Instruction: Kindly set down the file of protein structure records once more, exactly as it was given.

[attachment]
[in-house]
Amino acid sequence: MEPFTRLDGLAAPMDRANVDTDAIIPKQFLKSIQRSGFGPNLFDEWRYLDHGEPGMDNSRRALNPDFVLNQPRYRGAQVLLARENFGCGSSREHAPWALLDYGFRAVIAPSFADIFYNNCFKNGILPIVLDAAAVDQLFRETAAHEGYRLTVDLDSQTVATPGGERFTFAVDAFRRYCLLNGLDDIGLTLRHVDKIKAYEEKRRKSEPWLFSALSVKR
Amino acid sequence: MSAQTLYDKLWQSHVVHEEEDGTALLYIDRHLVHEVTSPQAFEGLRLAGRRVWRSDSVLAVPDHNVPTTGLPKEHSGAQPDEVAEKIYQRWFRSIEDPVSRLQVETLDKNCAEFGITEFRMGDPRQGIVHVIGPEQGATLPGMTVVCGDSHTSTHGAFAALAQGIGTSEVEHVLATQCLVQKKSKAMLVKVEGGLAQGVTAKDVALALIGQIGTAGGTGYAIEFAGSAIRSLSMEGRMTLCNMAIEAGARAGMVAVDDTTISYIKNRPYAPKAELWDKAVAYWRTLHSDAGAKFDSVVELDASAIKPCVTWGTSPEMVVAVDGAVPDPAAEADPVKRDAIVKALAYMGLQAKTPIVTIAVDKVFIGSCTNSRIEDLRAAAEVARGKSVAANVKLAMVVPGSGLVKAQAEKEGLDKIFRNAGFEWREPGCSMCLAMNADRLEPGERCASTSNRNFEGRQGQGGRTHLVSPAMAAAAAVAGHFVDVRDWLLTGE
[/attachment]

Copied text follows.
[in-house]
Amino acid sequence: MEPFTRLDGLAAPMDRANVDTDAIIPKQFLKSIQRSGFGPNLFDEWRYLDHGEPGMDNSRRALNPDFVLNQPRYRGAQVLLARENFGCGSSREHAPWALLDYGFRAVIAPSFADIFYNNCFKNGILPIVLDAAAVDQLFRETAAHEGYRLTVDLDSQTVATPGGERFTFAVDAFRRYCLLNGLDDIGLTLRHVDKIKAYEEKRRKSEPWLFSALSVKR
Amino acid sequence: MSAQTLYDKLWQSHVVHEEEDGTALLYIDRHLVHEVTSPQAFEGLRLAGRRVWRSDSVLAVPDHNVPTTGLPKEHSGAQPDEVAEKIYQRWFRSIEDPVSRLQVETLDKNCAEFGITEFRMGDPRQGIVHVIGPEQGATLPGMTVVCGDSHTSTHGAFAALAQGIGTSEVEHVLATQCLVQKKSKAMLVKVEGGLAQGVTAKDVALALIGQIGTAGGTGYAIEFAGSAIRSLSMEGRMTLCNMAIEAGARAGMVAVDDTTISYIKNRPYAPKAELWDKAVAYWRTLHSDAGAKFDSVVELDASAIKPCVTWGTSPEMVVAVDGAVPDPAAEADPVKRDAIVKALAYMGLQAKTPIVTIAVDKVFIGSCTNSRIEDLRAAAEVARGKSVAANVKLAMVVPGSGLVKAQAEKEGLDKIFRNAGFEWREPGCSMCLAMNADRLEPGERCASTSNRNFEGRQGQGGRTHLVSPAMAAAAAVAGHFVDVRDWLLTGE